Sarah Jane Donohue, of Wilton, Connecticut, was violently shaken by a private nurse when she was just five days old, breaking her collarbone and ribs and traumatically injuring her infant brain. Unable to cry, her parents took her to the hospital two weeks after her birth, finally learning of what the nurse had done to their daughter and the extend of Sarah Jane’s injuries. The head injury she suffered, on a scale of 1 to 10, was an eight.
Doctors gave Sarah’s parents little hope that she would ever walk or talk, but Sarah’s father fought that advice, doing his own research and founding the Sarah Jane Brain project. Finding that there was extremely limited understanding of the infant brain and even less documentation of appropriate treatment plans, Mr. Donohue created a four-phase plan to bring attention to Pediatric Acquired Brain Injury (PABI).
The last piece of the ongoing Sarah Jane Brain project was added in July – HR 2600 was introduced in the United States Congress. Fully-named The National Pediatric Acquired Brain Injury (PABI) Plan Act, the PABI Plan is intended to ” Develop a seamless, standardized, evidence-based system of care that is universally accessible for the millions of families who have a child or young adult suffering the leading cause of death and disability for American youth — brain injury,” commented U.S. Rep. Leonard Lance.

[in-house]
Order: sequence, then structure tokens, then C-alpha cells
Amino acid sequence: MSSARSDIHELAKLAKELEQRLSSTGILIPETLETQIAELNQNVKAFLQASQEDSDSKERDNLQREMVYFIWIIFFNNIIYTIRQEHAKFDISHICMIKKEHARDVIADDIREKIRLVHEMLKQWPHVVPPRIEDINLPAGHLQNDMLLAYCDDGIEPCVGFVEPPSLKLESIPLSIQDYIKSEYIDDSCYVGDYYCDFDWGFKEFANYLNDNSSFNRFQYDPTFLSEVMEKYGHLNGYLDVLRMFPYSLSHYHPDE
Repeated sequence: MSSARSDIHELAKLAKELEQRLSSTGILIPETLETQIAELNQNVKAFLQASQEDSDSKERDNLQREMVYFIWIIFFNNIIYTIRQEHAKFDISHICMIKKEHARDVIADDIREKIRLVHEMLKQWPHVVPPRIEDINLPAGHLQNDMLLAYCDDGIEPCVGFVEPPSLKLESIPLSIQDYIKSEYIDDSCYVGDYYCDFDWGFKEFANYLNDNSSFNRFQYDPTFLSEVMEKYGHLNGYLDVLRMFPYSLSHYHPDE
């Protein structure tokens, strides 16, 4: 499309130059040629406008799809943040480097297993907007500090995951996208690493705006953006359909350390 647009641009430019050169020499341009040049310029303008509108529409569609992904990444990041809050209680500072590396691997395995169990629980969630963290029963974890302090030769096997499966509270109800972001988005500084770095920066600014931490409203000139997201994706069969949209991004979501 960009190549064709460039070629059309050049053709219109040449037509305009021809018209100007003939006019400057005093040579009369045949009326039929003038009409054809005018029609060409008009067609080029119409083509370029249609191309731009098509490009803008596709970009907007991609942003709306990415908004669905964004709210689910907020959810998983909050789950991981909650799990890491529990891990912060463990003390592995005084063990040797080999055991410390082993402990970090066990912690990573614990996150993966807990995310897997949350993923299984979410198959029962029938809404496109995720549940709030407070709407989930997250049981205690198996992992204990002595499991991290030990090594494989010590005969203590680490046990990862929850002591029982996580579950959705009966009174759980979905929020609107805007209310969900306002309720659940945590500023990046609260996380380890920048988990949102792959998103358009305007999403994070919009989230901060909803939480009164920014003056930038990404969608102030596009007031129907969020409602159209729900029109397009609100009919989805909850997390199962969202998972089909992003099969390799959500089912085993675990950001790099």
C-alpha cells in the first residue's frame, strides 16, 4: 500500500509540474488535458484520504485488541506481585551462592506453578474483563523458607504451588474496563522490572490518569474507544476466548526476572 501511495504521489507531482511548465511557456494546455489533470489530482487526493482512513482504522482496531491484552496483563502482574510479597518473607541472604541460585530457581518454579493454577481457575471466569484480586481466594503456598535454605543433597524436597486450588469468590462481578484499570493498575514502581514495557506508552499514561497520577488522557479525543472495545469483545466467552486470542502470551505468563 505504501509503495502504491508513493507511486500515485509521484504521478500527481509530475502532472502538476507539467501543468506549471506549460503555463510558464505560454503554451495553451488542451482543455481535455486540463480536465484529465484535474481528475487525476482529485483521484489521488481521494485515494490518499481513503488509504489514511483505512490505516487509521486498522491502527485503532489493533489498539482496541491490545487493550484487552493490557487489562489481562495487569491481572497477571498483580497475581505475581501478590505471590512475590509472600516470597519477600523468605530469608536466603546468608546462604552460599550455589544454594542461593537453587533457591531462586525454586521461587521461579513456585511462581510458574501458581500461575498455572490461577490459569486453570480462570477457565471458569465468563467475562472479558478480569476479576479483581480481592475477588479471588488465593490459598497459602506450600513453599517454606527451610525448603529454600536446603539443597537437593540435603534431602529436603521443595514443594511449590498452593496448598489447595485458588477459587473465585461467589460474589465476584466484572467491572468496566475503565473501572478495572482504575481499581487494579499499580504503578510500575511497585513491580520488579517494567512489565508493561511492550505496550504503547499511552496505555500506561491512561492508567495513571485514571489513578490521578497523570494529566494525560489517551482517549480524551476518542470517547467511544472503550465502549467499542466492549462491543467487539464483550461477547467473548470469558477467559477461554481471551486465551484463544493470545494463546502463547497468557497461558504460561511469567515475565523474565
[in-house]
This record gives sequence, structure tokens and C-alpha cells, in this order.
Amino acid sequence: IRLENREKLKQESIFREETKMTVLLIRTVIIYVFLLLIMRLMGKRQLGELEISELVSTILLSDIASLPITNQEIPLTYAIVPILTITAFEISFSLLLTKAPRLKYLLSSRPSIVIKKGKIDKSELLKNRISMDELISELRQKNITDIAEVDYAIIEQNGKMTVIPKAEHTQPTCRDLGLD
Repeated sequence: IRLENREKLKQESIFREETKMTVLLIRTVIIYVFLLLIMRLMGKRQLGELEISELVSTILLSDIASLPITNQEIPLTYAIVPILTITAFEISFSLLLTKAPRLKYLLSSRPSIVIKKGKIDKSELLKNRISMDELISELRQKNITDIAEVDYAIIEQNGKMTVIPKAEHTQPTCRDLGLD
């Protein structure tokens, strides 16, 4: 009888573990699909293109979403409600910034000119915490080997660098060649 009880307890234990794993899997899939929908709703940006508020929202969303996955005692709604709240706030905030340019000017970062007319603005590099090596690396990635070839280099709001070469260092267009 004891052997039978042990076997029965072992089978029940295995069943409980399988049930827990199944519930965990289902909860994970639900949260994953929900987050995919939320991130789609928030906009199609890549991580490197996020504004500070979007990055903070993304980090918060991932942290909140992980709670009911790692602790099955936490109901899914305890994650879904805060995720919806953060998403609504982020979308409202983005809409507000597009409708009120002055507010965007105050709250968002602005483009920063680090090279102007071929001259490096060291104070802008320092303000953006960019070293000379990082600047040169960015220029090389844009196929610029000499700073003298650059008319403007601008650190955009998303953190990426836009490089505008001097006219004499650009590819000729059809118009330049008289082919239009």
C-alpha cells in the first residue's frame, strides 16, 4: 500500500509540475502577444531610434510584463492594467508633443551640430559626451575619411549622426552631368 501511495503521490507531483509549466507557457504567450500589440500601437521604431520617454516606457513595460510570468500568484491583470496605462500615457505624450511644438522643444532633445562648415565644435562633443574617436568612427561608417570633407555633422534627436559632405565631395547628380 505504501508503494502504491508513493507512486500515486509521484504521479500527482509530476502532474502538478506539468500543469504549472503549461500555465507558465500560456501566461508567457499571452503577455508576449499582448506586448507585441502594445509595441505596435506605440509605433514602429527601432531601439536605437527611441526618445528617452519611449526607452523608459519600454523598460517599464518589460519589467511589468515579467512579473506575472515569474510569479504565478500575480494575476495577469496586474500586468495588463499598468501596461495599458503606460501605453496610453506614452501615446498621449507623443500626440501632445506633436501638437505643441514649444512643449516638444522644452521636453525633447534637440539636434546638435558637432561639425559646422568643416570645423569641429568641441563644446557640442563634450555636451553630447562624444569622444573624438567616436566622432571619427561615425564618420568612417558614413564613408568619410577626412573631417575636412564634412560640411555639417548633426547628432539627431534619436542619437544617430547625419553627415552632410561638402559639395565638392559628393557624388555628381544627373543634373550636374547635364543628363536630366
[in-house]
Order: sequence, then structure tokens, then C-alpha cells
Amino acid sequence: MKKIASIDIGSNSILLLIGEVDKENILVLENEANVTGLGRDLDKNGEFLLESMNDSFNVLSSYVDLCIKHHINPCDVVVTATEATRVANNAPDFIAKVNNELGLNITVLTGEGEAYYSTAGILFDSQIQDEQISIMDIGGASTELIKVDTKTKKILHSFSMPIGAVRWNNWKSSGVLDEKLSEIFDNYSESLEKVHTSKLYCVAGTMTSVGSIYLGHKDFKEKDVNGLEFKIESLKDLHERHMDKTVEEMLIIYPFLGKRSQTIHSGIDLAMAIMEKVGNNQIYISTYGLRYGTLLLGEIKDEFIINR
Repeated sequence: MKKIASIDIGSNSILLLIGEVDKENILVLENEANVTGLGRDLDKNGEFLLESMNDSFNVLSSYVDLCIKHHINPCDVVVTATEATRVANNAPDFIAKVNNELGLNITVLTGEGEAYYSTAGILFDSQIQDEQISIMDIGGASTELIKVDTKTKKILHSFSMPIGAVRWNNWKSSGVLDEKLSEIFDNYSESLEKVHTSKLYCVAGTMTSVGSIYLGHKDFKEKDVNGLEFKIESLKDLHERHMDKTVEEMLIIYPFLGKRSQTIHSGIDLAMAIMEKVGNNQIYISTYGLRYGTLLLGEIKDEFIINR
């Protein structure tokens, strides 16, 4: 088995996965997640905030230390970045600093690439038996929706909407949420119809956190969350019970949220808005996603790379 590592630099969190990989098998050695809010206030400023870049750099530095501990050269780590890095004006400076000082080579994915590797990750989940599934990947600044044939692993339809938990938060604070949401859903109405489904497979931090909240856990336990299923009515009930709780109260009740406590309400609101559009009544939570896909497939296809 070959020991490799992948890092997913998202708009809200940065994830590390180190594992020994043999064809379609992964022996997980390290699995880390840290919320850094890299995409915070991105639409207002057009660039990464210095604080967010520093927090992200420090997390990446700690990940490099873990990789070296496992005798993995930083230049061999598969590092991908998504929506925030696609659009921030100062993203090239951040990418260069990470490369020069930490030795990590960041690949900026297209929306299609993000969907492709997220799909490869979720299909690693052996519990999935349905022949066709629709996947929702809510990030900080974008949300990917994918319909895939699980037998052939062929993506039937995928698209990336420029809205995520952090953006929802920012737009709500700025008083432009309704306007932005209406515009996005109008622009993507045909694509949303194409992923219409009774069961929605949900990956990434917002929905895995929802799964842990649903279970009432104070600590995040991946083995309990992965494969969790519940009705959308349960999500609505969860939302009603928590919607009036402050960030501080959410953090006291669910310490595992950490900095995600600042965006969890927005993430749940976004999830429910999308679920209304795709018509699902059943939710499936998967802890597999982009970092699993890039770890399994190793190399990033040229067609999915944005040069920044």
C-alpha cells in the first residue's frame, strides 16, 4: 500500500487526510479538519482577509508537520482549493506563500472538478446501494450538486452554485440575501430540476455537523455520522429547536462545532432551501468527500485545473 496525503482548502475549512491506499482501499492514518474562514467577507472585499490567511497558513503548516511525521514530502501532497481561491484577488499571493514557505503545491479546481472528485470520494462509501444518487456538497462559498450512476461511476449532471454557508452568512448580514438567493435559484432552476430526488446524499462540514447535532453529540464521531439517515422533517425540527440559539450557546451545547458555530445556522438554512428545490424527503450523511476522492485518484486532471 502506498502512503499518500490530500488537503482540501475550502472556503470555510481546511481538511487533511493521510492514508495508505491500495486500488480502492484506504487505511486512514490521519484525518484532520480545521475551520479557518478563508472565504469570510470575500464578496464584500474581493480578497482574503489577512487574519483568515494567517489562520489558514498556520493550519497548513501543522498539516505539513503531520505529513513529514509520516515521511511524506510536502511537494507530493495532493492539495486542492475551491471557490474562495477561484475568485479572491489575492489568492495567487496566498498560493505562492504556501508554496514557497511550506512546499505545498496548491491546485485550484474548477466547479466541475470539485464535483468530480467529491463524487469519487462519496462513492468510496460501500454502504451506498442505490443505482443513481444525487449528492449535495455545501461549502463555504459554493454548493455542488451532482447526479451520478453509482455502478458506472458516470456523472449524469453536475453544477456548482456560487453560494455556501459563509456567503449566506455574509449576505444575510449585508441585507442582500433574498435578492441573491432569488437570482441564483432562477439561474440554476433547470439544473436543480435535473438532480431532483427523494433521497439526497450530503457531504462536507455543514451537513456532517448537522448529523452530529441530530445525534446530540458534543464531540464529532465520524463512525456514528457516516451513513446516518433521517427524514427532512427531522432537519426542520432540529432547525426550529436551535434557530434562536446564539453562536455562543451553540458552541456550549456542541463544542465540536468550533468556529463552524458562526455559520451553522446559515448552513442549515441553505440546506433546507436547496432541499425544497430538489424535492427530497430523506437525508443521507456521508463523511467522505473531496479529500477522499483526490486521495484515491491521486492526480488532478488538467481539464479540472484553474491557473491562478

Pediatric Traumatic Brain Injury
Traumatic brain injury in children and young adults is, unfortunately, not uncommon. The Centers for Disease Control reports that hospital emergency rooms see 765,000 people 25 years old or younger for traumatic brain injury. Over 80,000 of the TBI patients are hospitalized and 11,000 die annually.
Dealing with pediatric TBI can be very confusing; policies can differ greatly among states, or even school districts. One issue that the Sarah Jane Brain project hopes to address is improving communication and resources about the care and treatment of PABI so that families aren’t left recreating the wheel, but rather can focus existing information on the best course of action for their son or daughter with a traumatic brain injury.
The PABI Plan Act focuses not only on extreme cases, such as the one involving Donohue’s daughter, but also lesser traumatic brain injuries, like concussions that are more commonly a component of sports injuries and comprise 80 percent of traumatic brain injuries. Federal funding for TBI has been low, less than $10 million a year, a fraction of what is offered for other, more rare conditions.